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Green Sea Turtles are Ingesting Twice as Much Plastic as They Did 25 Years Ago

Taiwanese Nuclear Plant May Have Been Leaking Toxic Water for the Past Three Years

August 9, 2013 by  
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Photo via Shutterstock It looks like Japan isn’t the only country to suddenly realize that its nuclear plants have radioactive water leaks . A report from Reuters says a nuclear plant in Taiwan may have been leaking irradiated water for three years. The news comes from a new report by the Taiwanese government watchdog called the Control Yuan, which found that the plant, located in the northern coastal area of Shihmen, has been leaking toxic water from storage pools of two reactors. Read the rest of Taiwanese Nuclear Plant May Have Been Leaking Toxic Water for the Past Three Years Permalink | Add to del.icio.us | digg Post tags: contamination , Control Yuan , Electricity , Environment , environmental destruction , first nuclear power plant , nuclear power , nuclear waste , poison , protest , Shihmen , Taiwan , Taiwan Power Co.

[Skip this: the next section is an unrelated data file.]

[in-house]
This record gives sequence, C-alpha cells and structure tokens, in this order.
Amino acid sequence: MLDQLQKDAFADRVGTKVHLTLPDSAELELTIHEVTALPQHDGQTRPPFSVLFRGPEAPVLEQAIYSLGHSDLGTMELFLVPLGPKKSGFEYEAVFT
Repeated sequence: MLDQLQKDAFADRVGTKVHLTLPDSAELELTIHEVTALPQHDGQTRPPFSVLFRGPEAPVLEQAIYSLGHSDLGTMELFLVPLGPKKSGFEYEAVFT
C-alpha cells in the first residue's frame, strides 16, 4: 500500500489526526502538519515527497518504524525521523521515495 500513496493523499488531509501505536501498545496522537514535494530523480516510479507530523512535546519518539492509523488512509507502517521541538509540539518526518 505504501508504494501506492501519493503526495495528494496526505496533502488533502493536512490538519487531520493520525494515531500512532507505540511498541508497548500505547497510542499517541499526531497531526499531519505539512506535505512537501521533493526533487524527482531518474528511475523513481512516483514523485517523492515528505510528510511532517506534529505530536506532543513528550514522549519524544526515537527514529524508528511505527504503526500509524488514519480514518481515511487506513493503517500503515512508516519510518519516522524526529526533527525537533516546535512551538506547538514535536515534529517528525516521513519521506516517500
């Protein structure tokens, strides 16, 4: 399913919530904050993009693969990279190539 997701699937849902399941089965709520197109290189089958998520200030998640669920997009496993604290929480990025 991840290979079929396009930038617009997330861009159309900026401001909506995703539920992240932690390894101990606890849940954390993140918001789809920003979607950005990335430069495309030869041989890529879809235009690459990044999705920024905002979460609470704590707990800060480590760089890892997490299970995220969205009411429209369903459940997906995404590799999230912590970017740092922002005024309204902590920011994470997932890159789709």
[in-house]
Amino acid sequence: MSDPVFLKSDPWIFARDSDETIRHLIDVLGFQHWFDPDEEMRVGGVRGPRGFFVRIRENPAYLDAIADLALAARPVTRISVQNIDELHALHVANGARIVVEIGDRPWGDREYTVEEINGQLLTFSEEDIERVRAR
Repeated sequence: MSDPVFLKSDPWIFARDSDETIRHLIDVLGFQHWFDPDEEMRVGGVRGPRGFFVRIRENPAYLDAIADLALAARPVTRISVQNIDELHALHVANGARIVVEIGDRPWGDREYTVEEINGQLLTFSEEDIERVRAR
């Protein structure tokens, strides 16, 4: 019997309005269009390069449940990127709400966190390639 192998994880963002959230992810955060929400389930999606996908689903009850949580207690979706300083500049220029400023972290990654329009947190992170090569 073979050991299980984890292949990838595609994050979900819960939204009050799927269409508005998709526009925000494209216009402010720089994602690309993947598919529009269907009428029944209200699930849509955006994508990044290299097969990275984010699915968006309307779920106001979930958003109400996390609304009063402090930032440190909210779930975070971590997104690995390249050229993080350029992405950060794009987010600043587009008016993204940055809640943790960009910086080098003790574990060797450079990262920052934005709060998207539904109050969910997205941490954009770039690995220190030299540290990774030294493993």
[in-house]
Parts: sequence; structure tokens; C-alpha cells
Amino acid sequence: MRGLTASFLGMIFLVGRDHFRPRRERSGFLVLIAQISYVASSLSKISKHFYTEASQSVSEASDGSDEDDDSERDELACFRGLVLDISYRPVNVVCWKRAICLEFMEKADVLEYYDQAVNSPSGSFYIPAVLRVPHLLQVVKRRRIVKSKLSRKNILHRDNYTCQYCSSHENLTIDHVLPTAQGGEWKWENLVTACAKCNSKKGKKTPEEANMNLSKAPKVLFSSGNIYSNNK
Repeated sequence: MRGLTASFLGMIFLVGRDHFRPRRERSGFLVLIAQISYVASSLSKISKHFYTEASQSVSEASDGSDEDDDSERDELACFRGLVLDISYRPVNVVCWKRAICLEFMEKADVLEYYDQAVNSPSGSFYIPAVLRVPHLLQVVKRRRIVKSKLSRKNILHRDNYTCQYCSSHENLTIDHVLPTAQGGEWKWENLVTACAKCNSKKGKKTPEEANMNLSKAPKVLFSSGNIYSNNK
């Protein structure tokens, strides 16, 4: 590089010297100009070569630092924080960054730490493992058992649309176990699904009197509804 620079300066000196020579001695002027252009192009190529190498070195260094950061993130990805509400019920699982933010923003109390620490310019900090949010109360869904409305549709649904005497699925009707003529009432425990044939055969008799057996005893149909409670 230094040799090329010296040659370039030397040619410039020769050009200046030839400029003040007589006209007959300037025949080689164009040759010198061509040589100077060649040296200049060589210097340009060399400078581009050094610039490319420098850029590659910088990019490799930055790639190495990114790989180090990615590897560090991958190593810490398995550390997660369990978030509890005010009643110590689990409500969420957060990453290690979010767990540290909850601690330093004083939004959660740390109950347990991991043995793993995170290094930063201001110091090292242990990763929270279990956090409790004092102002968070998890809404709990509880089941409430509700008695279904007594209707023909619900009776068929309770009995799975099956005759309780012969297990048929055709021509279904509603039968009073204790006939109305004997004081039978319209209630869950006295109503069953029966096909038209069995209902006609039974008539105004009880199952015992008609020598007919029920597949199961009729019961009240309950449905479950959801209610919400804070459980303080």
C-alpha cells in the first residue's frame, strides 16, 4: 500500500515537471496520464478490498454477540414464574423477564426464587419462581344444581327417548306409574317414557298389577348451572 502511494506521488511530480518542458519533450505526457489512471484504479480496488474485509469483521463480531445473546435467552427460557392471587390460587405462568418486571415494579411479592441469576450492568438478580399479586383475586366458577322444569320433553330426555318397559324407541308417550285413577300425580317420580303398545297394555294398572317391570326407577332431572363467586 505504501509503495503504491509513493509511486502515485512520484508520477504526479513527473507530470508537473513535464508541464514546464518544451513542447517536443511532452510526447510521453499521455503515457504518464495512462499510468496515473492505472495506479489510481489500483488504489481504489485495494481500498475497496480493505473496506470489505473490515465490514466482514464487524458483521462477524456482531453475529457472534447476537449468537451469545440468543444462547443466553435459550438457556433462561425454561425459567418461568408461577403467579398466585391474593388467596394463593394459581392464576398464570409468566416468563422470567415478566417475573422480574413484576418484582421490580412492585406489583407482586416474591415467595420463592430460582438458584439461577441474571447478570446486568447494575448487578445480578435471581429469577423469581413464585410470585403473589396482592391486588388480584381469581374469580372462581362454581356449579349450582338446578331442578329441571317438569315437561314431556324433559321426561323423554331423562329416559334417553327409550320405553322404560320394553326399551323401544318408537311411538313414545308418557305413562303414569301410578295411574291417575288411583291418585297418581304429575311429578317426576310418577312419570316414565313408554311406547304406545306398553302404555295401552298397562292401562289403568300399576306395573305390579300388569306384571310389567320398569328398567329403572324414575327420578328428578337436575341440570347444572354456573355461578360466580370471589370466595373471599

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Taiwanese Nuclear Plant May Have Been Leaking Toxic Water for the Past Three Years

Study Shows the Antarctic Ozone Hole is Contributing to Global Warming

August 9, 2013 by  
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Climate scientists at Columbia University in New York have discovered that the hole in the Earth’s ozone layer may be contributing to global warming by altering wind patterns and cloud cover in the southern hemisphere. These meteorological changes appear to be affecting the way the sun’s radiation reflects off the clouds, leading to a warmer planet. Read the rest of Study Shows the Antarctic Ozone Hole is Contributing to Global Warming Permalink | Add to del.icio.us | digg Post tags: antarctic jet stream , antarctic ozone hole , antarctica , Climate Change , climate models , computer models , global warming , solar radiation , southern hemisphere        

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Study Shows the Antarctic Ozone Hole is Contributing to Global Warming